MOVING. THE FIRST ENERGY LEVEL (N = 1) HAS THE LOWEST ENERGY. IT IS CALLED THE GROUND STATE. THINGS IN NATURE PREFER TO BE IN THE LOWEST POSSIBLE ENERGY STATE. MODERN VIEW THE ATOM IS MOSTLY EMPTY SPACE. TWO REGIONS
NUCLEUS- PROTONS AND NEUTRONS. ELECTRON CLOUDREGION WHERE YOU MIGHT FIND AN ELECTRON. 2.7 Periodic Table Review 2.6 IONS THEY ARE ATOMS WITH A + OR - CHARGE.
CATIONS: POSITIVE IONS LOST ELECTRONS ANIONS: NEGATIVE IONS GAIN ELECTRONS IONIC BONDING: HELD TOGETHER BY THE OPPOSITE + AND - CHARGES. IONIC SOLIDS ARE CALLED SALTS. Reminder about Ions The periodic table can be used as a predictor for the ion that an element will become. Group Group Group
Group Group 1 2 15 16 17 +1 cations +2 cations -3 anions -2 anions
-1 anions 2.6 POLYATOMIC IONS THEY ARE COVALENTLY BONDED ELEMENTS THAT ACT AS ONE UNIT AND THEY HAVE A CHARGE . THEY ARE USUALLY FOUND BONDED TO METALS IN THE FORMATION OF IONIC COMPOUNDS. EXAMPLES: OH- HYDROXIDE ION CO3 -2
CARBONATE ION NO3 - NITRATE ION 2.8 TWO TYPES OF COMPOUNDS IONIC COMPOUNDS METAL BONDED TO A NON METAL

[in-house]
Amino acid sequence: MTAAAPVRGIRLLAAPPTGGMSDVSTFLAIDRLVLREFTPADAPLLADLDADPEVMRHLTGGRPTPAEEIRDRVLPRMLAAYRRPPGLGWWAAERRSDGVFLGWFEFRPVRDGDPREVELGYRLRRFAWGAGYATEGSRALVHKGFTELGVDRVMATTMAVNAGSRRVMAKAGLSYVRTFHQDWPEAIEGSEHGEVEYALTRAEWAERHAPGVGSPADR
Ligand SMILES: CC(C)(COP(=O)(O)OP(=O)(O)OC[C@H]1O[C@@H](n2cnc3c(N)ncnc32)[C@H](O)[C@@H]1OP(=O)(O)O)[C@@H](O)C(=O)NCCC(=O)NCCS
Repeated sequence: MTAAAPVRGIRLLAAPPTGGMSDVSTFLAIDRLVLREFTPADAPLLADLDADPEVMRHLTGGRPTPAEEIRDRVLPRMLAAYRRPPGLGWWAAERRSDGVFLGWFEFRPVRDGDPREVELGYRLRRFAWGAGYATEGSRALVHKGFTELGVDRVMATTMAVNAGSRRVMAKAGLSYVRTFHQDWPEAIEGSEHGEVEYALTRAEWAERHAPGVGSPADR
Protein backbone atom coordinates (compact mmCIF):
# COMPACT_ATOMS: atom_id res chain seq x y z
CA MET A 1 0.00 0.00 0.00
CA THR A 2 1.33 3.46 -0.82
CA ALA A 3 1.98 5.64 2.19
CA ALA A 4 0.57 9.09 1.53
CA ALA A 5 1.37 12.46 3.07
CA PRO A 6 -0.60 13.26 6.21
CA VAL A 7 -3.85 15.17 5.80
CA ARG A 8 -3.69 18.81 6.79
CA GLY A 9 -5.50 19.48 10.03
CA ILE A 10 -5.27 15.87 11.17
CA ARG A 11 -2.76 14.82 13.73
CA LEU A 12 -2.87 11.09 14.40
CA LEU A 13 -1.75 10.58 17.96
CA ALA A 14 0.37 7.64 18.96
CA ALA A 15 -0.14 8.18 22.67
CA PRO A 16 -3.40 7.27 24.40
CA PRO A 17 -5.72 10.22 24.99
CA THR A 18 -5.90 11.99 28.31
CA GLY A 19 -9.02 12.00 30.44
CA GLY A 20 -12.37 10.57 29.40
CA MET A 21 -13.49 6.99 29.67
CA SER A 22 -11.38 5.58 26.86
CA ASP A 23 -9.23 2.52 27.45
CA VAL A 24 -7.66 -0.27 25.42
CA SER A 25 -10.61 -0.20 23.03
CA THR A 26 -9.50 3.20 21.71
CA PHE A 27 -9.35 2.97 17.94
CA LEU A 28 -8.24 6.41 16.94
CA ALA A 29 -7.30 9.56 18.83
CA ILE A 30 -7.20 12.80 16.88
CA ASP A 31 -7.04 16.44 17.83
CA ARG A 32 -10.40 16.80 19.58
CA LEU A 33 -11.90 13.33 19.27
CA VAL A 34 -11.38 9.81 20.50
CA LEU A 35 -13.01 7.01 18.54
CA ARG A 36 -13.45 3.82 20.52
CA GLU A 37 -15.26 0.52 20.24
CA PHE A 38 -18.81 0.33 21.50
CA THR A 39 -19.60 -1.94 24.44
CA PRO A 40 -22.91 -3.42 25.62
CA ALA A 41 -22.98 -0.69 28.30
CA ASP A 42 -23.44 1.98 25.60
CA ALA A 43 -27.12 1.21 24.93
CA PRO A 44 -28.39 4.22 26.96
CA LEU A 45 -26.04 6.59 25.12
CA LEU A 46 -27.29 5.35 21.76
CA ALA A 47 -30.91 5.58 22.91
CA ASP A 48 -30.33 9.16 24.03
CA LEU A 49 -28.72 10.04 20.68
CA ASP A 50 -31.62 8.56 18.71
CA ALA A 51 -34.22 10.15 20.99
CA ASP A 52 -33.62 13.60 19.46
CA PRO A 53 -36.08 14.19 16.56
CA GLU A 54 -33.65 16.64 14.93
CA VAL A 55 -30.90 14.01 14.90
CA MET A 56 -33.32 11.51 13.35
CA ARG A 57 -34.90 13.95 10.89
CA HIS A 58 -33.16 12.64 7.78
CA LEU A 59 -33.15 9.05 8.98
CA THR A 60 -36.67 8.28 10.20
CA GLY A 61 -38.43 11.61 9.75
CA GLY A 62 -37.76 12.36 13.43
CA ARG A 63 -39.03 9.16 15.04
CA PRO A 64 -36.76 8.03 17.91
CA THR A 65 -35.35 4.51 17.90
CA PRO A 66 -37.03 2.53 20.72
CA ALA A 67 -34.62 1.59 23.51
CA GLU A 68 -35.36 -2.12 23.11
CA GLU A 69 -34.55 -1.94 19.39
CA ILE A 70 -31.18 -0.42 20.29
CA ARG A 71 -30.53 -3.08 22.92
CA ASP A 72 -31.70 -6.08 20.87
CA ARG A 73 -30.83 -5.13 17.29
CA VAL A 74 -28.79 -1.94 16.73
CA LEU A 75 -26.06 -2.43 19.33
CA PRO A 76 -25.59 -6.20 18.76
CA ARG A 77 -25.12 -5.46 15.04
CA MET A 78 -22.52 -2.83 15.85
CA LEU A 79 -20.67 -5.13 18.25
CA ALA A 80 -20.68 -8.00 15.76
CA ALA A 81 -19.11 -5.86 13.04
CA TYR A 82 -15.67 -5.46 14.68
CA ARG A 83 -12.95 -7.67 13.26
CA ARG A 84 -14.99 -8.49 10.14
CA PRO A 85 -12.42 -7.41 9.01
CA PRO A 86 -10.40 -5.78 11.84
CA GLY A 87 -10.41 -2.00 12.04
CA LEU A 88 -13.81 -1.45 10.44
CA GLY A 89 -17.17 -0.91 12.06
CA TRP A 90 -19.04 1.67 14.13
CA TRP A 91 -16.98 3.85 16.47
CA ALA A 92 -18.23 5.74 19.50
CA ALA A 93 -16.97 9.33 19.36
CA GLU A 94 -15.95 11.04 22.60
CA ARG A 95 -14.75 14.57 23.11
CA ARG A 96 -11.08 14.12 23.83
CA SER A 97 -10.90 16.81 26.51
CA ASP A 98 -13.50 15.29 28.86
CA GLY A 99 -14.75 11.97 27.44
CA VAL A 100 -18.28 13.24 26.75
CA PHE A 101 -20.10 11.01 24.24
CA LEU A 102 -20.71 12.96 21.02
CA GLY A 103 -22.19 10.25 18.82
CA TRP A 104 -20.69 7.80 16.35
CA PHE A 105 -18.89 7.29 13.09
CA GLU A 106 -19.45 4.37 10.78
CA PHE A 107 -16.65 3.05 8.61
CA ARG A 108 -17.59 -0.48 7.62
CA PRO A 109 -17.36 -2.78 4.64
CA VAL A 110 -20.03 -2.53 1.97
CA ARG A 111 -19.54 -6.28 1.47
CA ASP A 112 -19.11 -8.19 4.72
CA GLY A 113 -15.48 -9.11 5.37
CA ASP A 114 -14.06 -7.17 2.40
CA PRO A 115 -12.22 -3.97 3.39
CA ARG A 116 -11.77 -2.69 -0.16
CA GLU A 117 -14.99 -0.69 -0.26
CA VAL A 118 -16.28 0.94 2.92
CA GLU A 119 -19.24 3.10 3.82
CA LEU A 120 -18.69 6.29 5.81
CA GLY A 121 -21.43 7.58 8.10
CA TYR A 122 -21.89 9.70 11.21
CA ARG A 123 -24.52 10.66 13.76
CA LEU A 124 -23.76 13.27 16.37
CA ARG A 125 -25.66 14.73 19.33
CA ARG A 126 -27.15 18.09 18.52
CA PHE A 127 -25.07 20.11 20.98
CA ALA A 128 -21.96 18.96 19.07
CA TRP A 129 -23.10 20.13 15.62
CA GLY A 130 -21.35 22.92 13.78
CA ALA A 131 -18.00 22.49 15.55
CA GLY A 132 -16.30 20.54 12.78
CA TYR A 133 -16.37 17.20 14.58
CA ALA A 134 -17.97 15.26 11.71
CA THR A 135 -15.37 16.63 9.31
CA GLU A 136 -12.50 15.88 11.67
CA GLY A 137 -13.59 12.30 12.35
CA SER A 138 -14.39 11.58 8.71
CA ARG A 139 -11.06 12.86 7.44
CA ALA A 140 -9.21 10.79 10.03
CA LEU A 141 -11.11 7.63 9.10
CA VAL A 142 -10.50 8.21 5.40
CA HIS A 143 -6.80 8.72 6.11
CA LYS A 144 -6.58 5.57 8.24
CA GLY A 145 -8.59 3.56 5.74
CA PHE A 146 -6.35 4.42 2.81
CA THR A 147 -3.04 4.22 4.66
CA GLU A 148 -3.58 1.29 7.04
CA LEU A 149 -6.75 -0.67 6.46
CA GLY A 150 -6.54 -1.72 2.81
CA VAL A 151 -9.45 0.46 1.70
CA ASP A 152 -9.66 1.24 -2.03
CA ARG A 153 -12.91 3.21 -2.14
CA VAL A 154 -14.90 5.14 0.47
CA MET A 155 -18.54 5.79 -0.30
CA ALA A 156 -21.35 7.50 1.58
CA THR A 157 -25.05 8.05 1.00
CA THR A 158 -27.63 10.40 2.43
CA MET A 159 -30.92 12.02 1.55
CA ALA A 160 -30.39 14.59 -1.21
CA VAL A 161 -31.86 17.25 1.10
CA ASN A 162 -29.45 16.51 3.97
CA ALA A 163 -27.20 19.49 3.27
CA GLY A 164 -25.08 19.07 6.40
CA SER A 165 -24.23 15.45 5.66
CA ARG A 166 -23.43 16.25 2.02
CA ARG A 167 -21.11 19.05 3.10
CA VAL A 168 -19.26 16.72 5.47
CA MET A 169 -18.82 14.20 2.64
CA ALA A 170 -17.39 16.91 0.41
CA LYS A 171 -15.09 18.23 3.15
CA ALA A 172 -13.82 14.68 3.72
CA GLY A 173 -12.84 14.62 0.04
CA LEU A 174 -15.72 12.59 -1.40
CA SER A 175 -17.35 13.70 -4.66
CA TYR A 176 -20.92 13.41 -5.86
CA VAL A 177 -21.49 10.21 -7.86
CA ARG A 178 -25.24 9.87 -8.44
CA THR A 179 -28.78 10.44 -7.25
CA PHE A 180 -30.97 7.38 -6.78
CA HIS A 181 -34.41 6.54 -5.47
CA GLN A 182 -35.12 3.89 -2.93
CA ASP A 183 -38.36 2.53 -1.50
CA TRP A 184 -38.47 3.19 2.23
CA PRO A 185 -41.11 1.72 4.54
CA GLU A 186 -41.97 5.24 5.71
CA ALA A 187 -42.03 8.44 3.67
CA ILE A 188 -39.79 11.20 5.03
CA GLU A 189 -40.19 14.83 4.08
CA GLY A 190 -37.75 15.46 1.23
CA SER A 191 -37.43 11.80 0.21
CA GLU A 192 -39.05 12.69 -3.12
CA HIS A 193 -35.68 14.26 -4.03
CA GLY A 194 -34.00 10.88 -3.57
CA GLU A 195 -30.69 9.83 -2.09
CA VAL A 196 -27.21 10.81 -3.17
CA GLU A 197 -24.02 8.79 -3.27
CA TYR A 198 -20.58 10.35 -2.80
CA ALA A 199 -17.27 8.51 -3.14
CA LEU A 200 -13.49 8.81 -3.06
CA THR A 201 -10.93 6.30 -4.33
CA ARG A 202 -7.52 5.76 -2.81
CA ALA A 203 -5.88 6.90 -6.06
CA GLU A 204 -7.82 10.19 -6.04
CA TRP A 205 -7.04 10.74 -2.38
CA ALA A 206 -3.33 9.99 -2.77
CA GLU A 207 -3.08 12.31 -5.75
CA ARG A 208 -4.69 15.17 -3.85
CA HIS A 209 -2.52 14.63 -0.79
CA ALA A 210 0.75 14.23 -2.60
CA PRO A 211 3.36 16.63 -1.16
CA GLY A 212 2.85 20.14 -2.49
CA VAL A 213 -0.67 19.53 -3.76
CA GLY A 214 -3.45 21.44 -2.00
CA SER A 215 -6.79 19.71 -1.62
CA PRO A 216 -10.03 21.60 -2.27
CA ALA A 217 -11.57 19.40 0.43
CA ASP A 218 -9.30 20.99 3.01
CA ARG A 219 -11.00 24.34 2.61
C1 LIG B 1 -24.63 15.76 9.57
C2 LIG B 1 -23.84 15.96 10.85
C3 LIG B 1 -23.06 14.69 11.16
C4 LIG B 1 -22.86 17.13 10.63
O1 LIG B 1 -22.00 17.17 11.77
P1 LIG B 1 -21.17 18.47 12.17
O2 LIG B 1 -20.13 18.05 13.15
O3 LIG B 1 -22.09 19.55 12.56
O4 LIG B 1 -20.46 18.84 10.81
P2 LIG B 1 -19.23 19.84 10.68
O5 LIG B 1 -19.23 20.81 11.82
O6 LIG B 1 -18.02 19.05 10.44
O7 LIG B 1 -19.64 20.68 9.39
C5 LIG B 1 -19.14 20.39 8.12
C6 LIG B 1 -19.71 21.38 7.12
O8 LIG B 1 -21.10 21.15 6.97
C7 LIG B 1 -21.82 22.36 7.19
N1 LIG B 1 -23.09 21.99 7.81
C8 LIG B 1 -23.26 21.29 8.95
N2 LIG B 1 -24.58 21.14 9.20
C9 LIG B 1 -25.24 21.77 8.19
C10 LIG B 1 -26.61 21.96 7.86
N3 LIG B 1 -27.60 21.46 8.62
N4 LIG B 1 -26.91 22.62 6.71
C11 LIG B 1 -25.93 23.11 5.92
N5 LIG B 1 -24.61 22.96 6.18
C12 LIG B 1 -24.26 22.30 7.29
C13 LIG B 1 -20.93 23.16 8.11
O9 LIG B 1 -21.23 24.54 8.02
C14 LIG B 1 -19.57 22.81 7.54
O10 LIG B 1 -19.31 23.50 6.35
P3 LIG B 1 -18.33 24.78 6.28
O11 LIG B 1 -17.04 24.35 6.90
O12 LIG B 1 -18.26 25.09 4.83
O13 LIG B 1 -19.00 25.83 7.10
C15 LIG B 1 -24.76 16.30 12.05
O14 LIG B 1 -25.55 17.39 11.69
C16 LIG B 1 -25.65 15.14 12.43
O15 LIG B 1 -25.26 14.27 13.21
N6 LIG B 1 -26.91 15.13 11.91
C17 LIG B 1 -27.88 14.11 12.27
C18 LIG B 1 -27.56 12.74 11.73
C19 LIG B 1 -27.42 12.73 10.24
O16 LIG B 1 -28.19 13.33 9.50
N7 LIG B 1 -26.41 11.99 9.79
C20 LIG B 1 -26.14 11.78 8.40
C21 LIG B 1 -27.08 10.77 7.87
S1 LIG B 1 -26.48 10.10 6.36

METAL BONDED TO A POLYATOMIC ION. COVALENT MOLECULES NONMETAL BONDED TO A REVIEW OF COMMON METALLIC ROOTS THESE WILL PRIMARILY BE USED WHEN NAMING IONIC COMPOUNDS: H = HYDR- B = BOR-
C = CARB- N = NITR- O = OX- F = FLUOR- S = SULFUR- CL = CHLOR-
BR = BROM- I = IOD- P = PHOSPHOR - SI = SILC SE = SELEN- AS = ARSEN- REMEMBER ! MOST COMPOUNDS ARE BINARY. THIS JUST MEANS THAT
THEY ARE MADE UP OF 2 PARTS THIS MEANS THAT WHEN YOU ARE NAMING COMPOUNDS THEY WILL NEED A FIRST AND A NAMING IONIC COMPOUNDS (TYPE I) Write the full name of the cation and use the root of the anion with -ide at the end. Example: NaCl : sodium and chlorine Name: sodium chloride
Charges: Na +1 Cl -1 (cancel each other out) The charges of an ionic compound MUST ALWAYS balance out to zero! METAL IONS WITH MULTIPLE CHARGES (TYPE II) Transition metals frequently form more than one type of compound. The oxidation number of the metal is indicated in the name by a ROMAN NUMERAL in parentheses following the name of the cation. Example:
Cu + Cu+2 Copper (1) copper (2) CuCl: Cu+1Cl-1 CuCl2 : Cu+2Cl2 Copper(1)chloride copper(2)chloride Helpful Hint! Not all transition metals are capable of forming different cations. If they only form one cation, then it is not necessary to use a roman
numeral in their names. The following transition metals only have one ion. There are a few others but these are the ones that you will encounter the most. Zn +2 Al +3 Ag +1 Cd +1 IONIC COMPOUNDS PRACTICE YOU MUST KNOW POLYATOMIC ION NAMES. FOR NOW, YOU MAY USE TABLE 2.5 ON PAGE 65 OR THE CHEAT SHEET THAT
PROVIDED. YOU WILL NEED TO MEMORIZE THE MORE COMMONLY USED ONES TO BE SUCCESSFUL IN THIS CLASS. WHEN NAMING, THEY ARE TREATED AS ONE UNIT ALL WORKING TOGETHER. CaS K2S AlPO4 K2SO4 FeS CoI3 IONIC COMPOUNDS (MORE PRACTICE)
Fe2(C2O4) MgO MnO KMnO4 NH4NO3 KClO4 NaClO3 Cr2O3 Hg2Cl2 REVIEW OF GREEK PREFIXES These will be used when naming